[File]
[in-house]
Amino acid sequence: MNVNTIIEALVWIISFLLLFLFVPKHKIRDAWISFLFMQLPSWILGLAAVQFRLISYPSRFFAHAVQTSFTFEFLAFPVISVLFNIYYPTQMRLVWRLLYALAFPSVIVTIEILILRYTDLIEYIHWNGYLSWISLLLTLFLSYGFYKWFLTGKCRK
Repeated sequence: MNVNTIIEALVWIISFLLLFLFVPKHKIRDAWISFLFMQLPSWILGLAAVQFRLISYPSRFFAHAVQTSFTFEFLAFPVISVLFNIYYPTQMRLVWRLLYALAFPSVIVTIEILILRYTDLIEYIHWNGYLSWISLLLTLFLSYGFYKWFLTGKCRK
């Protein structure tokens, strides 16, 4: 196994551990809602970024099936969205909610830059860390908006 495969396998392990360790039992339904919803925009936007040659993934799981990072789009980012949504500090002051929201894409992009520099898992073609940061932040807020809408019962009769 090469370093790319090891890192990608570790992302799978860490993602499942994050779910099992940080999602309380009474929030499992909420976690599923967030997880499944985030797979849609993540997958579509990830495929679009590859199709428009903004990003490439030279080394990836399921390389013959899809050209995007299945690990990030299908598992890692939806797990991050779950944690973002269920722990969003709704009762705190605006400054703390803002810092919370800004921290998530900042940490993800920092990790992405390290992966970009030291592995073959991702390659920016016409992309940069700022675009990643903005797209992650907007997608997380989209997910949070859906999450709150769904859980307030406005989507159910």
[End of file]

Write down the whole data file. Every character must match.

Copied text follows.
[in-house]
Amino acid sequence: MNVNTIIEALVWIISFLLLFLFVPKHKIRDAWISFLFMQLPSWILGLAAVQFRLISYPSRFFAHAVQTSFTFEFLAFPVISVLFNIYYPTQMRLVWRLLYALAFPSVIVTIEILILRYTDLIEYIHWNGYLSWISLLLTLFLSYGFYKWFLTGKCRK
Repeated sequence: MNVNTIIEALVWIISFLLLFLFVPKHKIRDAWISFLFMQLPSWILGLAAVQFRLISYPSRFFAHAVQTSFTFEFLAFPVISVLFNIYYPTQMRLVWRLLYALAFPSVIVTIEILILRYTDLIEYIHWNGYLSWISLLLTLFLSYGFYKWFLTGKCRK
């Protein structure tokens, strides 16, 4: 196994551990809602970024099936969205909610830059860390908006 495969396998392990360790039992339904919803925009936007040659993934799981990072789009980012949504500090002051929201894409992009520099898992073609940061932040807020809408019962009769 090469370093790319090891890192990608570790992302799978860490993602499942994050779910099992940080999602309380009474929030499992909420976690599923967030997880499944985030797979849609993540997958579509990830495929679009590859199709428009903004990003490439030279080394990836399921390389013959899809050209995007299945690990990030299908598992890692939806797990991050779950944690973002269920722990969003709704009762705190605006400054703390803002810092919370800004921290998530900042940490993800920092990790992405390290992966970009030291592995073959991702390659920016016409992309940069700022675009990643903005797209992650907007997608997380989209997910949070859906999450709150769904859980307030406005989507159910």